When Jesus met with his disciples the night before his crucifixion, he ate a meal with them. In the ancient world, eating together formed a covenant relationship between those who ate. Sometimes it formed a covenant relationship even between their families into the next generation—in one Greek story, two warriors decided not to fight each other because one’s father had once hosted the other’s father for a meal.
But Jesus’s disciples had often eaten with him, and this was a special meal. Jesus had sent his disciples to prepare the Passover for that evening (Mark 14:12-16). The Passover commemorated God’s action of saving Israel; now Jesus was about to be the agent of a new act of salvation. At the Passover, the host interpreted elements like the bread and the wine.
Over the bread he declared, “This is the bread of affliction which our ancestors ate when they came out of the land of Egypt.” Jesus said, “This is my body, which is for you.” No one thought that the bread at Passover was literally the very bread the ancestors had eaten and digested 1300 years earlier; the disciples should likewise have understood that Jesus was not suggesting literal cannibalism in the eating of his flesh. (Of course, no one today understands the Lord’s supper this way. Even the strictest supporters of transubstantiation do not affirm that the bread’s chemical composition changes to skin and muscle with human DNA.)
Just as Jewish people remembered, reenacted and participated in Israel’s redemption by God in the Passover, so Jesus’ followers reenter into the final night with his disciples when we participate in the Lord’s supper. We recognize that Jesus’ death was no accident or mere miscarriage of justice. It was part of God’s plan to save us, just like the Passover lamb spared Israel from the final, devastating plague.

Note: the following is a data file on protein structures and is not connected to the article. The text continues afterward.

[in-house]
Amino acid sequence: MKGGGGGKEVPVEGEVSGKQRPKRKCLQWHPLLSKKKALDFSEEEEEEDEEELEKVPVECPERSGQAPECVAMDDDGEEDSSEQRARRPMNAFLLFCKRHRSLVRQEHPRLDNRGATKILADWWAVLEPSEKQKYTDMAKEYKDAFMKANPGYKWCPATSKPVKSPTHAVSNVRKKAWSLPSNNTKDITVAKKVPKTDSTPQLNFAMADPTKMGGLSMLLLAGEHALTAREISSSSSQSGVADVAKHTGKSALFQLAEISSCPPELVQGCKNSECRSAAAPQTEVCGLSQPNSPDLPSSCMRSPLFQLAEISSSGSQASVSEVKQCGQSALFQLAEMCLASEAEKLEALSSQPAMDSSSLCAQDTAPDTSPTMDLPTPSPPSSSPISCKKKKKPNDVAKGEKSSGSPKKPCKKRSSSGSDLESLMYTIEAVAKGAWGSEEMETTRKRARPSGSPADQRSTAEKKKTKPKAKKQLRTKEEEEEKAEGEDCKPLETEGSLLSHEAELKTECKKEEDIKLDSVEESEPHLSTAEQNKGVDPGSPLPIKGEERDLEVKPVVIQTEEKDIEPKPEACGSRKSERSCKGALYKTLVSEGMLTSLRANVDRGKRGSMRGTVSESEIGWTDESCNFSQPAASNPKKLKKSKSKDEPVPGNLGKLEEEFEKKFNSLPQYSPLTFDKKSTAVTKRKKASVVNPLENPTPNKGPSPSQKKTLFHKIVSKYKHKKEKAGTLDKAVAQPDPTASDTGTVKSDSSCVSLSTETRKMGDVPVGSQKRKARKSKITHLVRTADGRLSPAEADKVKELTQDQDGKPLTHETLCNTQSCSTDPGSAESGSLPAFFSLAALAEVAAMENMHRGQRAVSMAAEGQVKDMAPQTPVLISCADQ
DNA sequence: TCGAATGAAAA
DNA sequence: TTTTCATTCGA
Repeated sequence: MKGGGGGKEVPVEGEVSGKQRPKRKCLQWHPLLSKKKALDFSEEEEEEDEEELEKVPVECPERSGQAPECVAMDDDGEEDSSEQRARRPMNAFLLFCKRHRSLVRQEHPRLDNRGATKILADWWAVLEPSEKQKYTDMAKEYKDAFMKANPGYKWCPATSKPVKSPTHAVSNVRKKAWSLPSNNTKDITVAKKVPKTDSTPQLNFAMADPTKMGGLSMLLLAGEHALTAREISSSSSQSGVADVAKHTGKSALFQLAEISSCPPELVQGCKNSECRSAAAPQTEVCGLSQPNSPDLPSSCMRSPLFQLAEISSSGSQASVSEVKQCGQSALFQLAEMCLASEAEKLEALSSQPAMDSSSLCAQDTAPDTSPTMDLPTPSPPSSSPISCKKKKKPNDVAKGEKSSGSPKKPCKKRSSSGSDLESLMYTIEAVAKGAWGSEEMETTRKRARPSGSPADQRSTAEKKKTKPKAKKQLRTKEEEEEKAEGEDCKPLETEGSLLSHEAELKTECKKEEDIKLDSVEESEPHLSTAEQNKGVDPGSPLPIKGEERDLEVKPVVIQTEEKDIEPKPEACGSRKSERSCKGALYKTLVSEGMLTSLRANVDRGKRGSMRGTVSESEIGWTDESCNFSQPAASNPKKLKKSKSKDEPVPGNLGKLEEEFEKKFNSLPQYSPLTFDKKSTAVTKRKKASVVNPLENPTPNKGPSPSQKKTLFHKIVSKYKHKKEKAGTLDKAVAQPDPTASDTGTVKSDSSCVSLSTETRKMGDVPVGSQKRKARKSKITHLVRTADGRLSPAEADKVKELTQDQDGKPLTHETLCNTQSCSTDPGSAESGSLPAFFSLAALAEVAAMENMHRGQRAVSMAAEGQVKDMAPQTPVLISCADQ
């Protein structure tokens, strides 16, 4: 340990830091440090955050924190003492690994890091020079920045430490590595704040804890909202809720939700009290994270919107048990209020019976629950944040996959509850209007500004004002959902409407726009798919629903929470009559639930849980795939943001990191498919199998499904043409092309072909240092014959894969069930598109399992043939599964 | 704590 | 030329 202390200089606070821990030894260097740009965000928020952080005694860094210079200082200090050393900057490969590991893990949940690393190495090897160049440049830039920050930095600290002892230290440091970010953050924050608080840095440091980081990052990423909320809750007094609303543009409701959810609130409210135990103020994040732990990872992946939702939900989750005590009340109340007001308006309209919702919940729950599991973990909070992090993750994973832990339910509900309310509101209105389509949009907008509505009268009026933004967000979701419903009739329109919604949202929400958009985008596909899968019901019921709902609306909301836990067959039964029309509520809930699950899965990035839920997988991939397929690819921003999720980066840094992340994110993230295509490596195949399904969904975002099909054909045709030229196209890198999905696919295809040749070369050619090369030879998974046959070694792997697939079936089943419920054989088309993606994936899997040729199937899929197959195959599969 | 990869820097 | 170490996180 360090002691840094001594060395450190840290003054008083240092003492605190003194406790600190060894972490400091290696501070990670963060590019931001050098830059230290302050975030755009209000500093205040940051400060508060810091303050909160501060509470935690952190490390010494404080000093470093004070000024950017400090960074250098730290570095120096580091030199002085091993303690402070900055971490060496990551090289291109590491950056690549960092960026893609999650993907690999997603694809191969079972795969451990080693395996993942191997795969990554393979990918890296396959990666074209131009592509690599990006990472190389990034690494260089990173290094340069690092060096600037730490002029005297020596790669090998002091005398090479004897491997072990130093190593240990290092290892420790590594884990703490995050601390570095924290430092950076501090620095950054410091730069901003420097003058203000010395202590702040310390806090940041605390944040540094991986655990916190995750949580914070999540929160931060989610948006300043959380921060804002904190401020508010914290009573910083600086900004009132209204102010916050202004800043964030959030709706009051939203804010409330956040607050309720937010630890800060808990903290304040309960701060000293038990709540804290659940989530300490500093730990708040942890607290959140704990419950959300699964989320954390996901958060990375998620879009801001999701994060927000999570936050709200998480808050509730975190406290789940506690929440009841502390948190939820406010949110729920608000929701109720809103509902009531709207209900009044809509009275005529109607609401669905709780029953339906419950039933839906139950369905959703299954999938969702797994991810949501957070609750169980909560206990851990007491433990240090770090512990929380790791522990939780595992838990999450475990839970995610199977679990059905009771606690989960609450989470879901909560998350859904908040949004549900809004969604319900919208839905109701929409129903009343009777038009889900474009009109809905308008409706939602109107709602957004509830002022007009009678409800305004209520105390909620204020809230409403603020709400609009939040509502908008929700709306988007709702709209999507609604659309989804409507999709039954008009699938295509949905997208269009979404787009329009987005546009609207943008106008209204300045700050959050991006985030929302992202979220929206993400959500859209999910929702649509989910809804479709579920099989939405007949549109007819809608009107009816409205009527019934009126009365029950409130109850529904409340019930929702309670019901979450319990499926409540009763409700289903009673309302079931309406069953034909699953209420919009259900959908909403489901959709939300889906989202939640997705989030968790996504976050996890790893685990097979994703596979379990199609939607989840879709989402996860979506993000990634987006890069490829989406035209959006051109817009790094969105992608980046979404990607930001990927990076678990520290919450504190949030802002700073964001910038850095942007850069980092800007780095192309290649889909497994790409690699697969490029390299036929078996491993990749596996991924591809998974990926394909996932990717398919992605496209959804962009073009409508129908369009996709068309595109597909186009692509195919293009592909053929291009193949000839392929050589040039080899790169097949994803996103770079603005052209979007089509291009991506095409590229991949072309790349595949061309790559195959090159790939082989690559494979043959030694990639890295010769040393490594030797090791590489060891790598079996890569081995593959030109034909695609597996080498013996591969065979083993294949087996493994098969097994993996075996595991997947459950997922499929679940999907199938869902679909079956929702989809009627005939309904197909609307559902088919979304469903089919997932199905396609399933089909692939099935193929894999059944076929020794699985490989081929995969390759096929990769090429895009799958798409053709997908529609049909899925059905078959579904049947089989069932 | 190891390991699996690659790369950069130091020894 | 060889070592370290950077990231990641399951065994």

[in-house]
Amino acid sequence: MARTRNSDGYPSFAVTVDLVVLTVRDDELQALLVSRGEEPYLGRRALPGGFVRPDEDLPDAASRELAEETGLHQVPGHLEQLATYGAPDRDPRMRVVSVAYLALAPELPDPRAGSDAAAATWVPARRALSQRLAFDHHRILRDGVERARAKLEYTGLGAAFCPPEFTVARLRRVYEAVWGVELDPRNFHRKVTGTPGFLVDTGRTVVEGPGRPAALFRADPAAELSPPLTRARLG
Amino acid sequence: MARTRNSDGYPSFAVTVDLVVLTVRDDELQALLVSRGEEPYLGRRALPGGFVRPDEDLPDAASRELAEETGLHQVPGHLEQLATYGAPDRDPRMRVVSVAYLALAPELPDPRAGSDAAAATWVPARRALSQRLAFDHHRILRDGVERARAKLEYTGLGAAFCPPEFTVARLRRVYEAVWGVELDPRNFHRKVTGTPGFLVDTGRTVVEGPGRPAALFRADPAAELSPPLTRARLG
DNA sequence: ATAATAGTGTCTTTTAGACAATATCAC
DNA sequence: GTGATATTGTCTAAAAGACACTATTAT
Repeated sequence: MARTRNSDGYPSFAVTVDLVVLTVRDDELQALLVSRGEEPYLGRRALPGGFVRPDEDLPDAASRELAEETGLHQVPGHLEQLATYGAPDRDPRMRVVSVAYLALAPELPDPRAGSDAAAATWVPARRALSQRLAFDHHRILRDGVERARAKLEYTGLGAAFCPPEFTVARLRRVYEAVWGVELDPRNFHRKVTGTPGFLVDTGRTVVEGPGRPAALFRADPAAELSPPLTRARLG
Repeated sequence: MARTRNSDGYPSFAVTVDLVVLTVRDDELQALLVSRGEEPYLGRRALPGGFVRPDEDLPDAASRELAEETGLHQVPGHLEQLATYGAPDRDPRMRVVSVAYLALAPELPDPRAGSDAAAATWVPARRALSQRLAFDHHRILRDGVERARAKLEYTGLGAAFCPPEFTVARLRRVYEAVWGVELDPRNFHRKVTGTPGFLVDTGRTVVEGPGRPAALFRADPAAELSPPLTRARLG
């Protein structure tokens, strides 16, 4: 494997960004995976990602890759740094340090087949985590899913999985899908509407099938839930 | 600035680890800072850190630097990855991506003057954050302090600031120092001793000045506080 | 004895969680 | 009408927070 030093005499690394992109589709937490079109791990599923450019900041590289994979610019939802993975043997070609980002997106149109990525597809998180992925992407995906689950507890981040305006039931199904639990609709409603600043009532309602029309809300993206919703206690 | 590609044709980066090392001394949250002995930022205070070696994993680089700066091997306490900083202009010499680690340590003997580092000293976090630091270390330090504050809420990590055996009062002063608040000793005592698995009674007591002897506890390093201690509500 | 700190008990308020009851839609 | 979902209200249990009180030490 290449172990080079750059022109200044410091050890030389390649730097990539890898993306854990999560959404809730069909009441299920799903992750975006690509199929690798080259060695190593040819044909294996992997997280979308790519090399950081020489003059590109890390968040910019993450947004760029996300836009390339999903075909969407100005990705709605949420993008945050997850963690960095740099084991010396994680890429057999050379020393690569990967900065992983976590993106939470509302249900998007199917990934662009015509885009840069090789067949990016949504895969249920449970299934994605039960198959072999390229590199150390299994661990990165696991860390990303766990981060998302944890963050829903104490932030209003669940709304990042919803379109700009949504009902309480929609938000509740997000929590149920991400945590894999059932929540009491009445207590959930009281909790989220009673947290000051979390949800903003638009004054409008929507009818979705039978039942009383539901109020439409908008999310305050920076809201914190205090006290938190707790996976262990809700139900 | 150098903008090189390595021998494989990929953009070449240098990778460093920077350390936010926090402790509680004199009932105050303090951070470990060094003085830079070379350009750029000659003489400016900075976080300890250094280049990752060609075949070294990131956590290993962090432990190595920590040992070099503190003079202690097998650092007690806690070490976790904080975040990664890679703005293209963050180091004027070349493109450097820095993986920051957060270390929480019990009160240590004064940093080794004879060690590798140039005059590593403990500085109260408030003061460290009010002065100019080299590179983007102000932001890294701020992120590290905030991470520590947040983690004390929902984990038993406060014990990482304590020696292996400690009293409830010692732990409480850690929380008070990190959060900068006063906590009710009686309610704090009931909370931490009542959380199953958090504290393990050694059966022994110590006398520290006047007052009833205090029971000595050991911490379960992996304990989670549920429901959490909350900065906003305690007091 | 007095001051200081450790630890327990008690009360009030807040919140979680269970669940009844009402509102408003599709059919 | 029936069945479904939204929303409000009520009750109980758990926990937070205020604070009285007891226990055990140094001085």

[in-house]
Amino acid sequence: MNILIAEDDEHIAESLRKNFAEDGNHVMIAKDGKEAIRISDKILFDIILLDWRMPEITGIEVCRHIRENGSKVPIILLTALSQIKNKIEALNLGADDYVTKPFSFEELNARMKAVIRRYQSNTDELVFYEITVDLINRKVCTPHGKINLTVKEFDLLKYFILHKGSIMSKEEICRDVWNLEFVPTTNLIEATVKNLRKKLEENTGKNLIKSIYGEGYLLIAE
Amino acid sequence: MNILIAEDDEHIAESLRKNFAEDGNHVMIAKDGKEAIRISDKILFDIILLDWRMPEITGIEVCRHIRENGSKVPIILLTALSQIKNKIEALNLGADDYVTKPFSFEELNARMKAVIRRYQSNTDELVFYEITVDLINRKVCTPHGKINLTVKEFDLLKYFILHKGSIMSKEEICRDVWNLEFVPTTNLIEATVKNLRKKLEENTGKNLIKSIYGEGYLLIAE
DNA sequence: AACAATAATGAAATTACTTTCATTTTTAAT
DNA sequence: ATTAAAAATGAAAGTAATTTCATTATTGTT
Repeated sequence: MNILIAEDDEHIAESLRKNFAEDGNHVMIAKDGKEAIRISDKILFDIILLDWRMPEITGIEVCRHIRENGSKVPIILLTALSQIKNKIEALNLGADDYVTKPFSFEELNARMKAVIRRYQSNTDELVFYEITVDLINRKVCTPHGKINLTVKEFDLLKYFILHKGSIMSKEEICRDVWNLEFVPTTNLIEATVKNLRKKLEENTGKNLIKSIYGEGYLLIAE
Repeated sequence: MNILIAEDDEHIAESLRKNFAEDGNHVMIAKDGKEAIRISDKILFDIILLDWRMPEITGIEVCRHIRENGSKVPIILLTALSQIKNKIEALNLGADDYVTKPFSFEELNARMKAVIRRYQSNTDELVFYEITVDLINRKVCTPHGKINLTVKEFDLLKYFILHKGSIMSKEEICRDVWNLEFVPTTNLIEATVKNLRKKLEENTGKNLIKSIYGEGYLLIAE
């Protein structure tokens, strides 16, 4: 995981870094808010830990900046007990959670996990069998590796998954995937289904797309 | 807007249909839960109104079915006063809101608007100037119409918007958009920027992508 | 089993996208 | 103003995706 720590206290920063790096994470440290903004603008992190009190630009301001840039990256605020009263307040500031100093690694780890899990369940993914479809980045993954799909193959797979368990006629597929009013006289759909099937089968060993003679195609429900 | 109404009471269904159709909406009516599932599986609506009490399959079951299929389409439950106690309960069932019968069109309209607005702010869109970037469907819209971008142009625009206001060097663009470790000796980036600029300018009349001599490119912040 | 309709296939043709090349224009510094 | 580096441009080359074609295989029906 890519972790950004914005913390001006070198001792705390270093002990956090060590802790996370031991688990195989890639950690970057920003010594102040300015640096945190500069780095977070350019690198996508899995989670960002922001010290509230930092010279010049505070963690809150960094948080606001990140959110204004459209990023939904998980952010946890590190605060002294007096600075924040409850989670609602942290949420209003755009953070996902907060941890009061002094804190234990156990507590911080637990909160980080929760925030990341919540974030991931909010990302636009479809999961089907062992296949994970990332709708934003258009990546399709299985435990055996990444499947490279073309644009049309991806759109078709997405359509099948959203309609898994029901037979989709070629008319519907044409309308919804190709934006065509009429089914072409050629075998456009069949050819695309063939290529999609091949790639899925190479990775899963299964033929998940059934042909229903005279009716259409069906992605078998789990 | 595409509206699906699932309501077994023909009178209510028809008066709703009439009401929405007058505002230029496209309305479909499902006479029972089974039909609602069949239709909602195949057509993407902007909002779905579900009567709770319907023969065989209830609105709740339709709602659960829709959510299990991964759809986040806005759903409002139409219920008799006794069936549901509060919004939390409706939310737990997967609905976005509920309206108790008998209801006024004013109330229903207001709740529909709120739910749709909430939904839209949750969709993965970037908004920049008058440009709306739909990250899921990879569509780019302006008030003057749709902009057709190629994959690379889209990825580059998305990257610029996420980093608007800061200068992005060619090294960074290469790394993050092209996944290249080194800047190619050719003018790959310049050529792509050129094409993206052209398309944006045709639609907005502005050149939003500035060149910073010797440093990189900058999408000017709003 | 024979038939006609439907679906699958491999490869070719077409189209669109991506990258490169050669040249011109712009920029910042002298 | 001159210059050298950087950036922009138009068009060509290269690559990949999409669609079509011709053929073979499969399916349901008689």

But in Corinth Christians treated the Lord’s supper in a different way. In their culture, well-to-do people often invited other people over for dinner—and seated them according to social rank. The people with better seats (actually, better couches) often got better food and better wine than people in lower positions. Sometimes those who got the lower seats complained about their humiliation.
Even though we are followers of Christ, we sometimes reflect the values of our culture without realizing it, and it takes either someone very insightful or someone from another culture to point our error out to us. Some of the Corinthian Christians were feasting and getting drunk at the Lord’s supper, while others were leaving hungry (1 Cor 11:21). The Christians had absorbed the values of their culture! Corinthians emphasized social status, and the church there was interested in the same thing (1 Cor 1:26-27; 4:8; 6:4).
The Lord’s supper was not just about Christ’s act of redemption; it was about the people whom he has redeemed. If Christ is the way that all of us were saved, then none of us can boast over another. When he gave his body, it was partly to make us one body (1 Cor 10:17; 12:12-13), and if we despise one another, we do not rightly discern Christ’s body (1 Cor 11:29). This behavior invites God’s judgment (11:30-34).
Do we look down on (or up on) people in the church whose status or role in society differs from ours? More generally, are we divided from other members of Christ’s body, in our local church or elsewhere? (Sometimes this division extends even to debates about the Lord’s supper itself, but the principle also applies to divisions more generally.) We cannot always control others’ views toward us, but insofar as it depends on us, do we live at peace with others? The Lord’s supper is a regular reminder that we share a common faith that matters more than our other differences. To partake of the Lord’s supper with integrity consistent with our faith, we must learn to live out that unity that Christ has established.
This article adapts one that Craig wrote in 2006. Craig Keener is author of 17 books, including 1-2 Corinthians (Cambridge University Press, 2005).